Fast, asynchronous analytics with MongoDB

We needed to do simple analytics on OpenGovernment, but not of the Google Analytics variety. We needed each object in the system to have view count aggregates that we could show in real time on the page, and we needed to be able to pull top ten lists and stuff.

Paul Dix at Web 2.0 Expo last year got me thinking about the idea of using ‘the right data store for the job’, which might mean a key-value store, a relational db, or perhaps a stone tablet. So when we started looking at doing basic view counts for objects in OpenGovernment (bills, people, etc.), my instinct was to avoid using PostgreSQL to store them. It seemed overwrought. And because analytics functionality is largely separate from the main application, it seemed reasonable to be able to split it off and go with some other data store.

So we started using MongoDB and have been very pleased with it. Rather than record every hit as a separate document, we make a maximum of one new document per hour and we store a total for that hour. Here’s the Page model:

class Page
  include MongoMapper::Document
  many :page_views

  key :url, String, :indexed => true
  key :countable_id, Integer, :required => true, :indexed => true
  key :countable_type, String, :required => true, :indexed => true

  ...
end

and PageView:

class PageView
  include MongoMapper::Document

  key :page_id, Object, :required => true
  belongs_to :page

  key :hour, Time, :indexed => true
  key :total, Integer, :required => true, :default => 0 # number of views

  key :countable_type, String, :indexed => true, :required => true
  key :subdomain, String, :indexed => true, :requied => true

  before_validation :set_countable_type

  protected
  def set_countable_type
    self[:countable_type] = Page.find(page_id).countable_type
  end
end

We could do away with the Page model entirely if we didn’t want to store URLs. In PageView, we’re replicating countable_type to make aggregation by object type easier, and the subdomain field makes it easier to show “top ten bills in California” vs. some other state. We had to write one map reduce job to aggregate page views for a given page over an arbitrary time frame. That took 10 lines of code, which was 9 lines more than the equivalent Postgres query, but hey! We can do sharding! OK, we won’t need that for a while…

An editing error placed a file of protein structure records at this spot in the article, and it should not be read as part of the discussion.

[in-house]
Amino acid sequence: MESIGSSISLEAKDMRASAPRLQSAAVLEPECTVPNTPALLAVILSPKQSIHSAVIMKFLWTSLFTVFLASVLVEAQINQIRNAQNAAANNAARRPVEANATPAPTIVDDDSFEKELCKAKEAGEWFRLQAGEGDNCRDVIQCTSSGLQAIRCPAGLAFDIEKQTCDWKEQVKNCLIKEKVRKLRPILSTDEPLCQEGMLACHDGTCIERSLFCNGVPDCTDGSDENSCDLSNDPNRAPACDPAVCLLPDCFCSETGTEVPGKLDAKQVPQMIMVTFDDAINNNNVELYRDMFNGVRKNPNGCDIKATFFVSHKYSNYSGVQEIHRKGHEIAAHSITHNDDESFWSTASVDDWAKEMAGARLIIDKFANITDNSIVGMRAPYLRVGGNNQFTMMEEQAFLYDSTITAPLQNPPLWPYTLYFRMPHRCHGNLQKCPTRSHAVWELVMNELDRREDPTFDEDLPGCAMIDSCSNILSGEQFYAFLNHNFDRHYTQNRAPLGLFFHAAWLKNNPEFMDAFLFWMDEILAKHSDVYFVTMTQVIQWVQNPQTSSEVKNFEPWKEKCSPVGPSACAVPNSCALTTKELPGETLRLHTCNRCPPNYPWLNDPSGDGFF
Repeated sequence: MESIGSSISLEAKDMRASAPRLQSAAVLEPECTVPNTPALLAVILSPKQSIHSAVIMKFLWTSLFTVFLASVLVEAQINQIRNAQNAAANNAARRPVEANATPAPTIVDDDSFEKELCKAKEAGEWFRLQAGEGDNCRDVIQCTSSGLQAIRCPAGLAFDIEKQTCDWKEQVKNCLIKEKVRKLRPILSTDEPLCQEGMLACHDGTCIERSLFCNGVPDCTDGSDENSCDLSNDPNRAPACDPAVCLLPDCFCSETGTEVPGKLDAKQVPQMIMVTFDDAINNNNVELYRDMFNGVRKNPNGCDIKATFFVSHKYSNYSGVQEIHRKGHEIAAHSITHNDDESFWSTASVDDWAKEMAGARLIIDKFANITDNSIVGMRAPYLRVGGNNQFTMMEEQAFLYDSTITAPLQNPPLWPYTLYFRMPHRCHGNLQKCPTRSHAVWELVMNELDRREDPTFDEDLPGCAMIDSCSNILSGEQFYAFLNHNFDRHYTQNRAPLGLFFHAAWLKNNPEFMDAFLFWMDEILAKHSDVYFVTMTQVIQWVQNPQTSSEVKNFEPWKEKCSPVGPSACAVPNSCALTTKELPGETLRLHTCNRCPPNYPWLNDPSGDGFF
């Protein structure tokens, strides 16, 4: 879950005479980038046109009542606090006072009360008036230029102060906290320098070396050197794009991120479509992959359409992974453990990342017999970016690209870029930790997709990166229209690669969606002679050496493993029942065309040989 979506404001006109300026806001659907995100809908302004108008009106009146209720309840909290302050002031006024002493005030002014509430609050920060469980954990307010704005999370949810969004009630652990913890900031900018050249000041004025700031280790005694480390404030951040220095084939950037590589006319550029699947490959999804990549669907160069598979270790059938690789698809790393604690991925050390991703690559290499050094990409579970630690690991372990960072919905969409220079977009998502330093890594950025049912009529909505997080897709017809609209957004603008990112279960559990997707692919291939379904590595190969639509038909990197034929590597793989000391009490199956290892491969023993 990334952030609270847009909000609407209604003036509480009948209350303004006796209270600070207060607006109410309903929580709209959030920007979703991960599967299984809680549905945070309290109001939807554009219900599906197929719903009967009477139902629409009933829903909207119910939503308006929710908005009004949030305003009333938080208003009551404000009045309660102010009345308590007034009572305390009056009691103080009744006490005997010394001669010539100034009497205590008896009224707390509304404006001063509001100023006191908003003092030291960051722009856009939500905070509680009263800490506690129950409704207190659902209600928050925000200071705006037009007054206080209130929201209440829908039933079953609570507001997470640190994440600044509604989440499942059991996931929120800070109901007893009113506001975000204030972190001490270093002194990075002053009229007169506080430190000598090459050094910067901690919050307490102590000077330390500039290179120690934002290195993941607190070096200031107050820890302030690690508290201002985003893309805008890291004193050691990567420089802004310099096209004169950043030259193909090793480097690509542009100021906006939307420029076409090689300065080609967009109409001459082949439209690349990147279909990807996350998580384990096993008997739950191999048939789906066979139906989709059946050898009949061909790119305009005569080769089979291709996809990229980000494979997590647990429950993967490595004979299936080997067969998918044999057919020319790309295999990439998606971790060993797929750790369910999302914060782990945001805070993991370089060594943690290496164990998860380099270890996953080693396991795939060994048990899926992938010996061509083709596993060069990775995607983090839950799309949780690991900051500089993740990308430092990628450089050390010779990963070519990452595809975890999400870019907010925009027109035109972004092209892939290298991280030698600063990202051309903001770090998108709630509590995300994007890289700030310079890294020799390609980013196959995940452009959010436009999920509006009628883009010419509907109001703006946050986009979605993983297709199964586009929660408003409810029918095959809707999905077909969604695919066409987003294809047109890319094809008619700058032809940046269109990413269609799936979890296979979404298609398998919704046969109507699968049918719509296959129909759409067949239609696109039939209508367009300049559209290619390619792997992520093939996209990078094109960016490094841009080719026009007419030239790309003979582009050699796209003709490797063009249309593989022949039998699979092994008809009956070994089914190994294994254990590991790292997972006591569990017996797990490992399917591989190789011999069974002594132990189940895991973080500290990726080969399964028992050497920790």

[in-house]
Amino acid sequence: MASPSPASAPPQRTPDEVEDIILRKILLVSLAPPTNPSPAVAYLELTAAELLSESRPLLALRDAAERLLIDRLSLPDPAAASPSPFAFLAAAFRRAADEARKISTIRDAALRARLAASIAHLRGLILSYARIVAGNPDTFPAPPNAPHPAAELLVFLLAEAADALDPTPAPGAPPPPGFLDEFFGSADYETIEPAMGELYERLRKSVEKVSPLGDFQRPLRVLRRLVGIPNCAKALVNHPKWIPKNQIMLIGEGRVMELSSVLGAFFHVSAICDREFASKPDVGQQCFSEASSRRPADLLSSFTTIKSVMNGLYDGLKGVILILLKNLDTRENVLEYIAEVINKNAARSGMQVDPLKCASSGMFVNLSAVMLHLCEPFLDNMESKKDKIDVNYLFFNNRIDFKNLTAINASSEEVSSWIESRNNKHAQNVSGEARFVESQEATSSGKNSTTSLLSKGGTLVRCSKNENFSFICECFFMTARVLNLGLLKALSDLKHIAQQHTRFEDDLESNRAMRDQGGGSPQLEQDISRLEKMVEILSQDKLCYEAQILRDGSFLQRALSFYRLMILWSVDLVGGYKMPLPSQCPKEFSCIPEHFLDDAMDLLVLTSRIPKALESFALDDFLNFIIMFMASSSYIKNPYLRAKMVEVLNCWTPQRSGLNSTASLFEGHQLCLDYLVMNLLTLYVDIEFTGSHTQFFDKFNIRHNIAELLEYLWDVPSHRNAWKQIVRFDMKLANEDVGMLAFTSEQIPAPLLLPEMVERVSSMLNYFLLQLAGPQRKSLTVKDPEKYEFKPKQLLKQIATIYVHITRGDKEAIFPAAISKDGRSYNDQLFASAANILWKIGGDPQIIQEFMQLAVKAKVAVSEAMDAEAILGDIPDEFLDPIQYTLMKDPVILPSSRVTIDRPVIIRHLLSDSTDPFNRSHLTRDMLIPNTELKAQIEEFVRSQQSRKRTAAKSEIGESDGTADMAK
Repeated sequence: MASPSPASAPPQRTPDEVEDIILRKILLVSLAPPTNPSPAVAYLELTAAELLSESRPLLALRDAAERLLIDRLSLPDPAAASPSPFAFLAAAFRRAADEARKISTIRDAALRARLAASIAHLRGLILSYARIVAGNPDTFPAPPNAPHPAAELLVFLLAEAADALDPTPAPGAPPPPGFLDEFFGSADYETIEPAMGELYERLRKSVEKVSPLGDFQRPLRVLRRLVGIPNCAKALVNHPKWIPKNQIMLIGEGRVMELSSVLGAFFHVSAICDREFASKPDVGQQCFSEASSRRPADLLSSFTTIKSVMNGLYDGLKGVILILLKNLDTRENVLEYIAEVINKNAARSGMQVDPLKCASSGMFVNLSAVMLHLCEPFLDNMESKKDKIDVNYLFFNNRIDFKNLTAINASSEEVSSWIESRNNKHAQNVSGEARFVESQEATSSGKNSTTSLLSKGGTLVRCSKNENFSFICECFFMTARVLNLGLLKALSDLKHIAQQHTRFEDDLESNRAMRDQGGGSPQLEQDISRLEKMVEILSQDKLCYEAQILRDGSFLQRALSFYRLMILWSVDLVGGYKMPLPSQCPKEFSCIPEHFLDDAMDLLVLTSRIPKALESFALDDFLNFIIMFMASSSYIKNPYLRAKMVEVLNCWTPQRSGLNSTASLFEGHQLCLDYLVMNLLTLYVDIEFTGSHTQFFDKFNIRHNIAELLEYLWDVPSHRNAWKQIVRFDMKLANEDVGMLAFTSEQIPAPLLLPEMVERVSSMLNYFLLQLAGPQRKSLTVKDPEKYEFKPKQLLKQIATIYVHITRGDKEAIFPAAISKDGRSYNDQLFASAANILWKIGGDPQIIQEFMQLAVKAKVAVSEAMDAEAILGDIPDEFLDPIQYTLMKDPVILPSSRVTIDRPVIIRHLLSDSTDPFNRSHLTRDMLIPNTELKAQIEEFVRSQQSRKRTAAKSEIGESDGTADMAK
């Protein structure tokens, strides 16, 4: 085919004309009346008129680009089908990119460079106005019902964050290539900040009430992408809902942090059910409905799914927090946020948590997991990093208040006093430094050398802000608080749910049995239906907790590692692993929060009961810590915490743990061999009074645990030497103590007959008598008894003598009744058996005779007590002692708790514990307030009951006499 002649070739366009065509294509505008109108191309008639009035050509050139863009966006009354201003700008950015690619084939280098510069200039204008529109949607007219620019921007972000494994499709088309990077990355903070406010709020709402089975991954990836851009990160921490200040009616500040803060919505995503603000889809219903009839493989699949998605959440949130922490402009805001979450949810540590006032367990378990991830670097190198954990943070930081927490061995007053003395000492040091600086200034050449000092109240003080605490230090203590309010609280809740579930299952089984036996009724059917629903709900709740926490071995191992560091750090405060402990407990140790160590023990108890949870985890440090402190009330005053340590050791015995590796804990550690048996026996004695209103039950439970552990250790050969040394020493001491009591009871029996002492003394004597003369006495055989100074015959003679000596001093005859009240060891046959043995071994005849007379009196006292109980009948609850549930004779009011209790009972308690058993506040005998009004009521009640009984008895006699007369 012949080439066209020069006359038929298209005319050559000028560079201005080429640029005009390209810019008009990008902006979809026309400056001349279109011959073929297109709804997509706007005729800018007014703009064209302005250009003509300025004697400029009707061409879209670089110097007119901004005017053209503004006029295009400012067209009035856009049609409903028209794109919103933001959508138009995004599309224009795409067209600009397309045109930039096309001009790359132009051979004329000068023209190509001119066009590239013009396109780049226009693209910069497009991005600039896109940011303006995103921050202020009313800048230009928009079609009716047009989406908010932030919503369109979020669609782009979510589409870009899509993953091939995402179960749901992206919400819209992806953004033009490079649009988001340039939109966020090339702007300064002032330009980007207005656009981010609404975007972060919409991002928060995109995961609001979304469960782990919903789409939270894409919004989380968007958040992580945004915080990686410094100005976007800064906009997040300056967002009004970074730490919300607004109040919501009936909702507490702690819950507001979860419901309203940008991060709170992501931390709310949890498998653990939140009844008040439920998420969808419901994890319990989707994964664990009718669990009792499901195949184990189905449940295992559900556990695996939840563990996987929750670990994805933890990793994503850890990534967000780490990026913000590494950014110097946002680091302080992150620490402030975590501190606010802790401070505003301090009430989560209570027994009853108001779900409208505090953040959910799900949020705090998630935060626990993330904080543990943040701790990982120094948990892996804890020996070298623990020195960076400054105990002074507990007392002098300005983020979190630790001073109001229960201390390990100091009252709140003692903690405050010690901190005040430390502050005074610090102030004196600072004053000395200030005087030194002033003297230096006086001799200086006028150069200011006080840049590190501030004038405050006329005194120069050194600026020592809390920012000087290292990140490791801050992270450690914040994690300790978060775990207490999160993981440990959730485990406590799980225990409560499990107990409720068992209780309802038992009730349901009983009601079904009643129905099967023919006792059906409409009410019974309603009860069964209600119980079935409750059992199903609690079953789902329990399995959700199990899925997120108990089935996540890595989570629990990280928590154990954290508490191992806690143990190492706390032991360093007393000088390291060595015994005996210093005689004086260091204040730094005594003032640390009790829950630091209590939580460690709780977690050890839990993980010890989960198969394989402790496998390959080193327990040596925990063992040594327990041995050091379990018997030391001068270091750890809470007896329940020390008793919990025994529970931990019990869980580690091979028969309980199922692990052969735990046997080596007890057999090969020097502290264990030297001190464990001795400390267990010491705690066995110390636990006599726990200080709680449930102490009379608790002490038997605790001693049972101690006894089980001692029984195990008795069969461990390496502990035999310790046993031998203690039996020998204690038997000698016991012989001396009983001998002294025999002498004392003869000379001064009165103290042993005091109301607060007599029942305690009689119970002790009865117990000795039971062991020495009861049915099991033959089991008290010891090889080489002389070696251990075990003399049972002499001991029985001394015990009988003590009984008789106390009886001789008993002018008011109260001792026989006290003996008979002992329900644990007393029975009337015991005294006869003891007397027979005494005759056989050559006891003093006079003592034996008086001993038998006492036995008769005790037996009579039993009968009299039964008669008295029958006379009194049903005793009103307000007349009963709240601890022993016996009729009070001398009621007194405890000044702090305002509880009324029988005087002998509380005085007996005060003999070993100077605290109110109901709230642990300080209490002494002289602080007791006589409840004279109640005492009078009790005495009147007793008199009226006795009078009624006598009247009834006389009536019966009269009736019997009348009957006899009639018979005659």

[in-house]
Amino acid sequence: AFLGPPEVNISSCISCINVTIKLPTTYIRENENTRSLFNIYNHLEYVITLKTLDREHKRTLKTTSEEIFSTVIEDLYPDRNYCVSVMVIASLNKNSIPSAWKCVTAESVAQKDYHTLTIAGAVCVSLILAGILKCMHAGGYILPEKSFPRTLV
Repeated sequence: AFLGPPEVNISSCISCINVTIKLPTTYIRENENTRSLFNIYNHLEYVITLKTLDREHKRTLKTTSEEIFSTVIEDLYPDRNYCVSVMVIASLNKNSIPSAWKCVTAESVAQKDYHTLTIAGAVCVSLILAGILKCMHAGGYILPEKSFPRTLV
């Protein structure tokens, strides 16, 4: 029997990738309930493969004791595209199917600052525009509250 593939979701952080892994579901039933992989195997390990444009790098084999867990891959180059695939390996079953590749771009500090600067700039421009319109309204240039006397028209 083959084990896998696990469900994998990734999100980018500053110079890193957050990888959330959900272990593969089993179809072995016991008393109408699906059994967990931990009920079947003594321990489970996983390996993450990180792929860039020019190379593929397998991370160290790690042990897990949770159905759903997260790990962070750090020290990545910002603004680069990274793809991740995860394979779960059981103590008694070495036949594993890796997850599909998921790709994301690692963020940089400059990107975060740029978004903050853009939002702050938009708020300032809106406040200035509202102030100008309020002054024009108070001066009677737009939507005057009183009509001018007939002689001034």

With the Mongo models in place, we now needed to mix analytics into one of our Postgres models. So we made a lib/trackable.rb that adds object.views and Class.most_viewed. The trickiest bit came when we needed to make the join between, say, Mongo’s most viewed bill_ids and the actual bill rows in Postgres. Given a list of 20 bill_ids from Mongo that are ordered by most viewed, how would we get that exact list out of Postgres without making 20 separate SQL calls?

In MySQL you can get rows back in an explicit order by using fields(). But not in Postgres 8.4. Our best option was, unfortunately, ORDER BY CASE WHEN bill_id = 5 THEN 1 WHEN bill_id = 4 THEN 2 WHEN bill_id = 99 then 3 .... Ugly, but it is plenty fast. So we, ahem, monkey patched ActiveRecord::Base with a find_in_explicit_order method that takes an array and returns a scope. If you can think of a better way to do this in Postgres, I’d love to hear it.

The controller side has two components. A piece of JavaScript that runs on document.ready() and injects an <img> tag in the document, and a Rack app that simply responds to /tracking.gif and marks the hit in MongoDB.

Oh, and we put /tracking.gif into our robots.txt, of course. And that’s it. We mark hits asynchronously, we store them in as little space as we can, and we return aggregates very quickly when needed. I think this will scale up quite nicely. If you’re curious, you can browse the full source on our GitHub.

PS. This is the kind of thing that yearns to be put into its own gem. If you’re a Rails developer and want to volunteer, this would be an awesome project because I think it has a lot of potential uses beyond our app. We’re always hanging out in #opengovernment on FreeNode IRC, so come on by.

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One Response to Fast, asynchronous analytics with MongoDB

  1. Hootan Nikbakht says:

    Have you guys did any performance benchmark on MongoDB before adopting it ? In my application I am collecting raw data points on literally multiple (up to 100) per second, and So far I have had to purge mysql to make this happen. I am now exploring MongoDB and I am in the process to do a basic performance comparison between MySql and MongoDB. Any input on performance is a big + and I try to find you on the IRC. Peace n love.

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